- Butcher hog, a pig of approximately 100 kg (220 lb), ready for the market. In some markets (Italy) the final weight of butcher pig is in the 180 kg (400 lb) range. They tend to have hind legs suitable to produce cured ham
- Backfatter, cull breeding pig sold for meat; usually refers specifically to a cull sow, but is sometimes used in reference to boars
- Herd, a group of pigs, or all the pigs on a farm or in a region
- Sounder, a small group of pigs (or wild boar) foraging in woodland
- Trotters, the hooves of pigs (they have four hoofed toes on each foot, walking mainly on the larger central two)
- In pig, pregnant
- Farrowing, giving birth
- Hogging, a sow when on heat (during estrus)
- Sty, a small pig-house, usually with an outdoor run or a pig confinement
- Pig-shed, a larger pig-house
- Ark, a low semi circular field-shelter for pigs
- Curtain-barn, a long, open building with curtains on the long sides of the barn. This increases ventilation on hot, humid summer days
Environmental and health impacts
Feces and waste often spread to surrounding neighborhoods, polluting air and water with toxic waste particles. Waste from swine on these farms carry a host of pathogens and bacteria as well as heavy metals. These toxins can leach down through the soil into groundwater, polluting local drinking water supplies. Pathogens can also become airborne, polluting the air and harming individuals when ingested. Contents from waste have been shown to cause many detrimental health implications, as well as harmful algal blooms in surrounding bodies of water.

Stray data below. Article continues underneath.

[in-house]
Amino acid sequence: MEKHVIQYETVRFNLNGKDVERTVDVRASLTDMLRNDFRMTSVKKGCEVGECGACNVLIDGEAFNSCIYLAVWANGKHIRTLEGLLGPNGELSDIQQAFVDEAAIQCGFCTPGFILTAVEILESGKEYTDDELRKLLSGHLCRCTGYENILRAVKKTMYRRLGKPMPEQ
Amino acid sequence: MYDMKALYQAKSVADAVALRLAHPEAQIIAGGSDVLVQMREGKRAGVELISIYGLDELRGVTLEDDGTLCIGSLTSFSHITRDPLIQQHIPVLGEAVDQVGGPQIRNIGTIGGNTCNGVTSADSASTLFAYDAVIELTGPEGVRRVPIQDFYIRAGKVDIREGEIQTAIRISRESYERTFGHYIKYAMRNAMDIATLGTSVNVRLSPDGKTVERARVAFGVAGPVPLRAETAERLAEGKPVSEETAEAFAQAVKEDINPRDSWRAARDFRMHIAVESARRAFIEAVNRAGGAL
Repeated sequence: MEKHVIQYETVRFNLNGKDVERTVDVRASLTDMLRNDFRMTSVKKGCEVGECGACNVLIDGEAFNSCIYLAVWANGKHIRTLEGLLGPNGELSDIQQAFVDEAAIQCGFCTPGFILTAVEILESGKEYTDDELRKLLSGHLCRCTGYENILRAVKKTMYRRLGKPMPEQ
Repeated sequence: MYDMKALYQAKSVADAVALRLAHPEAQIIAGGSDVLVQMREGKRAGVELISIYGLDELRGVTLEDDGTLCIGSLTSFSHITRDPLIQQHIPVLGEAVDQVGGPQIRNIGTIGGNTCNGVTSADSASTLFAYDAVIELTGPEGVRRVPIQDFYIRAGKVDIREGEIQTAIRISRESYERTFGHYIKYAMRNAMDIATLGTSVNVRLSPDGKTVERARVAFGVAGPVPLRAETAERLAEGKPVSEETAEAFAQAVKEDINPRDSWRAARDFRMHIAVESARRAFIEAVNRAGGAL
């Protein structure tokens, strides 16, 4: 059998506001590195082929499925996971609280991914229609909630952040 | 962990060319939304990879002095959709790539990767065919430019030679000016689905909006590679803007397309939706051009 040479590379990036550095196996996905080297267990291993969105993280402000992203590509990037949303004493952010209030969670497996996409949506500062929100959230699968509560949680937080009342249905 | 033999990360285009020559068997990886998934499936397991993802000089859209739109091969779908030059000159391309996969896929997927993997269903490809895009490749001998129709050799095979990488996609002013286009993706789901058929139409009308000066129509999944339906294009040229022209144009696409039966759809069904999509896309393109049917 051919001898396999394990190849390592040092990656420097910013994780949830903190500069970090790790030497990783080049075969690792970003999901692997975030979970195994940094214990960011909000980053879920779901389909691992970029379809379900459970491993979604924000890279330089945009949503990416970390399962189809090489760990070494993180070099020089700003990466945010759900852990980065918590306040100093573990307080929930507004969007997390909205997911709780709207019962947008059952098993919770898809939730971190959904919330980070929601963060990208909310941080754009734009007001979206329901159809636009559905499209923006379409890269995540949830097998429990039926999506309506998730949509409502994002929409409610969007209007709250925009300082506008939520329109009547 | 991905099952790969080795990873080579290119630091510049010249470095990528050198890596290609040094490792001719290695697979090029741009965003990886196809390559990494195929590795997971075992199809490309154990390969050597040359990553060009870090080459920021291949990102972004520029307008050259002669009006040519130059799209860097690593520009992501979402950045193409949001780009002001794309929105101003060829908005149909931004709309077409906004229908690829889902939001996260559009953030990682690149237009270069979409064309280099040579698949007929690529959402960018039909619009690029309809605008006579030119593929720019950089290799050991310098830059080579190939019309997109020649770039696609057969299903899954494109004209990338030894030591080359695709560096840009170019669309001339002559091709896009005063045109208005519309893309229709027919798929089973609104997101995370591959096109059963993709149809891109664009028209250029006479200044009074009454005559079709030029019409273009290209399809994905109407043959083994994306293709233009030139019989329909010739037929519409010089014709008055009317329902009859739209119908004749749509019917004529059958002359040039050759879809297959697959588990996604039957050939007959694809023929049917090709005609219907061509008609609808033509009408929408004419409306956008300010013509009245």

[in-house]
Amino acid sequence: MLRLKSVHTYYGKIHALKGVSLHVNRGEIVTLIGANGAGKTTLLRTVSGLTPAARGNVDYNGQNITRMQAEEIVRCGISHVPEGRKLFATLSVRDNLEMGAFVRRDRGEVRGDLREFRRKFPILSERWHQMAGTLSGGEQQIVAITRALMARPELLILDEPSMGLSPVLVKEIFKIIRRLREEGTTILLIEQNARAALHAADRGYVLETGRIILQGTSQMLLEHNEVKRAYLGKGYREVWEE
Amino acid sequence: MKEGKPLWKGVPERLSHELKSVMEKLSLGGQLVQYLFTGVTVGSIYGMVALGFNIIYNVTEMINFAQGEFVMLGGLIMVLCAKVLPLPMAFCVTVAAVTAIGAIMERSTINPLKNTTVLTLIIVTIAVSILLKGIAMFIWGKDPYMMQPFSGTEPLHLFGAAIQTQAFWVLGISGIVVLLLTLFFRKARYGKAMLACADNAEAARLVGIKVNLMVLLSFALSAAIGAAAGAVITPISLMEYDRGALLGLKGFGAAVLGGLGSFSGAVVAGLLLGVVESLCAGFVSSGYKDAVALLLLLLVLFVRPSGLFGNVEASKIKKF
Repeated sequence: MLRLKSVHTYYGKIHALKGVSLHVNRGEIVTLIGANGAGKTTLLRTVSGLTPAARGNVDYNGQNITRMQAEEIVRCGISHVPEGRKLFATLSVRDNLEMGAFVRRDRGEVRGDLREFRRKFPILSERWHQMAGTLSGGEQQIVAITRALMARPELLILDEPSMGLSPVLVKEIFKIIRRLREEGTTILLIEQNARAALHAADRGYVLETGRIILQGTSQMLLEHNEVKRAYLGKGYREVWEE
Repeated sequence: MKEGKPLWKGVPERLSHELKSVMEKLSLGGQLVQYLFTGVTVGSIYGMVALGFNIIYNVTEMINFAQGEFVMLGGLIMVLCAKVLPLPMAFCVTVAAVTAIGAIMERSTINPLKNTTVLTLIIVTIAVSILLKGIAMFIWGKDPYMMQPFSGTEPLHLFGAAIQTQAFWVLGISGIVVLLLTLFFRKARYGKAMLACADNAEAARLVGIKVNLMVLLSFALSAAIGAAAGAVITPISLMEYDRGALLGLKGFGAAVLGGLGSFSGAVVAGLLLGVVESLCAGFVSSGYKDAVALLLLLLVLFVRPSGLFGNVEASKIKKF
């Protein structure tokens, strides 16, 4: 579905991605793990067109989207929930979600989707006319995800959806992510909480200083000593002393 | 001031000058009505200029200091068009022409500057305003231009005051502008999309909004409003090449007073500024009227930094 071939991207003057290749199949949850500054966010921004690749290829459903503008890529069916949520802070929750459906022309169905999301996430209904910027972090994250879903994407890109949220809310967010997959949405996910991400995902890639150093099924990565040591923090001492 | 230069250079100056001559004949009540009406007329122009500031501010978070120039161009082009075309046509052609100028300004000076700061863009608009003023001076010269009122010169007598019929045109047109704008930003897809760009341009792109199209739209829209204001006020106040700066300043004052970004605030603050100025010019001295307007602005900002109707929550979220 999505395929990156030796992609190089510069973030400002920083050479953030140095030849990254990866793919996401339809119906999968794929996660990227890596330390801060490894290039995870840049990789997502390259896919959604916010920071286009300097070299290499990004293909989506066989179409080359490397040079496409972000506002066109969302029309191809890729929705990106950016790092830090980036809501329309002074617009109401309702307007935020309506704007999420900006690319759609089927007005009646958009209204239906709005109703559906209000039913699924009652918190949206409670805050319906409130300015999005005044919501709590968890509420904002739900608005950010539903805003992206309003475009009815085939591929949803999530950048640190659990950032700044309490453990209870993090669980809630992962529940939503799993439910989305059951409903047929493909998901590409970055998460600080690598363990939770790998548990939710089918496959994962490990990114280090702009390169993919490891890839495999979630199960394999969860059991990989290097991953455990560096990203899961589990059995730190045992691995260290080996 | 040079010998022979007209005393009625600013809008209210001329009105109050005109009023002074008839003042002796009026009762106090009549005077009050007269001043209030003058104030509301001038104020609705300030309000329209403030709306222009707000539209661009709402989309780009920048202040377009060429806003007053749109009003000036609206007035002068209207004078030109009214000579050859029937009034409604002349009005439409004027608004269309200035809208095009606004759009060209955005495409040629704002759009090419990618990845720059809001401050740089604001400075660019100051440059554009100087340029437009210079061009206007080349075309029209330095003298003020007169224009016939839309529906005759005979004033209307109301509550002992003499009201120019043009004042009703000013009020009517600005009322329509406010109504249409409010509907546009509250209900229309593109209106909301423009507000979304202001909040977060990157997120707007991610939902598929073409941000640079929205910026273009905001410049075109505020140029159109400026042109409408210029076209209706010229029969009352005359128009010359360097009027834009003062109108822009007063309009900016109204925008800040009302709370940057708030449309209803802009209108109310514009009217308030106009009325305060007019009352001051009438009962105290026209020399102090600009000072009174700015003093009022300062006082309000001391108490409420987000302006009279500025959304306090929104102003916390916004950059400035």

As with other commodities, pork presents challenges in the politics of international trade as national interests compete and seek economic modus vivendi. Changes to policy can upset the existing balances, prompting economic anxiety. For example, in 2020, the hog farming sector in Taiwan was upset by a decision to allow imports from the United States without labeling of ractopamine use. Farmers' views varied on how negative the effects might be.
Most pigs in the US receive ractopamine which promotes muscle instead of fat, quicker weight gain, and reduced costs and pollutants in the environment. Such pigs consume less feed to reach finishing weight and produce less manure. Ractopamine has not been approved for use by the European Union, China, Russia, and several other countries.
China once used colistin (an antibiotic) as growth promoter (subtherapeutic antibiotic use) but discovered a colistin-resistant form of E. coli bacteria in a pig from a Shanghai farm in 2013. Investigations then led to the identification of "a gene called MCR-1 that allowed bacteria to survive colistin treatment in animals and humans." In 2016, these findings led China to ban colistin as growth promoter.